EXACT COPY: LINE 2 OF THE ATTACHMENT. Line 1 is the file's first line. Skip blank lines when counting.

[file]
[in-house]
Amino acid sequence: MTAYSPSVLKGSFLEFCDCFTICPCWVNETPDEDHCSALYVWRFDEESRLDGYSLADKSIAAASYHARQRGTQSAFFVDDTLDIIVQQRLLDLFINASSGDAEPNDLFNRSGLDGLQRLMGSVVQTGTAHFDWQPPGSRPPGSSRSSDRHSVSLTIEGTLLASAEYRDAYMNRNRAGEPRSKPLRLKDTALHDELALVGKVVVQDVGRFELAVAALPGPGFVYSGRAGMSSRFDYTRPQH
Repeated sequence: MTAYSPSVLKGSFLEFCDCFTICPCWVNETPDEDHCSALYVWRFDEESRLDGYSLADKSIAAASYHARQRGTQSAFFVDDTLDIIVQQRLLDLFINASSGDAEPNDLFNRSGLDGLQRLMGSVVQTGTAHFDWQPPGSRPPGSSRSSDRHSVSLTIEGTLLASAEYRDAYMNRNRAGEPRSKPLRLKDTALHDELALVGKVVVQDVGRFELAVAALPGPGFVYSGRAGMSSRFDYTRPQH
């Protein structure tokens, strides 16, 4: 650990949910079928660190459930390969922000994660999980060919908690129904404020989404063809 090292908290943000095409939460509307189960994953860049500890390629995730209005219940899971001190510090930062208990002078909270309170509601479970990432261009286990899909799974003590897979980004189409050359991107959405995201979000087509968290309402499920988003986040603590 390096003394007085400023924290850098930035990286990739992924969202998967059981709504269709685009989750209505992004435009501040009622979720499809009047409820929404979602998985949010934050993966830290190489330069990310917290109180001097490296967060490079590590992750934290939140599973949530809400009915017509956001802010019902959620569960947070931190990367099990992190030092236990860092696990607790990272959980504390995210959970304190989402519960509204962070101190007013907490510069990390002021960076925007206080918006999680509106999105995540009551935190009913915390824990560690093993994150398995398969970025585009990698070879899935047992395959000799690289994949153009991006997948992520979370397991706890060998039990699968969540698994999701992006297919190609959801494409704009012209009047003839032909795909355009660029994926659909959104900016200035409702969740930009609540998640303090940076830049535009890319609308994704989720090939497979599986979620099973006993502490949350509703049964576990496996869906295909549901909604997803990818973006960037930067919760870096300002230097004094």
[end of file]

Amino acid sequence: MTAYSPSVLKGSFLEFCDCFTICPCWVNETPDEDHCSALYVWRFDEESRLDGYSLADKSIAAASYHARQRGTQSAFFVDDTLDIIVQQRLLDLFINASSGDAEPNDLFNRSGLDGLQRLMGSVVQTGTAHFDWQPPGSRPPGSSRSSDRHSVSLTIEGTLLASAEYRDAYMNRNRAGEPRSKPLRLKDTALHDELALVGKVVVQDVGRFELAVAALPGPGFVYSGRAGMSSRFDYTRPQH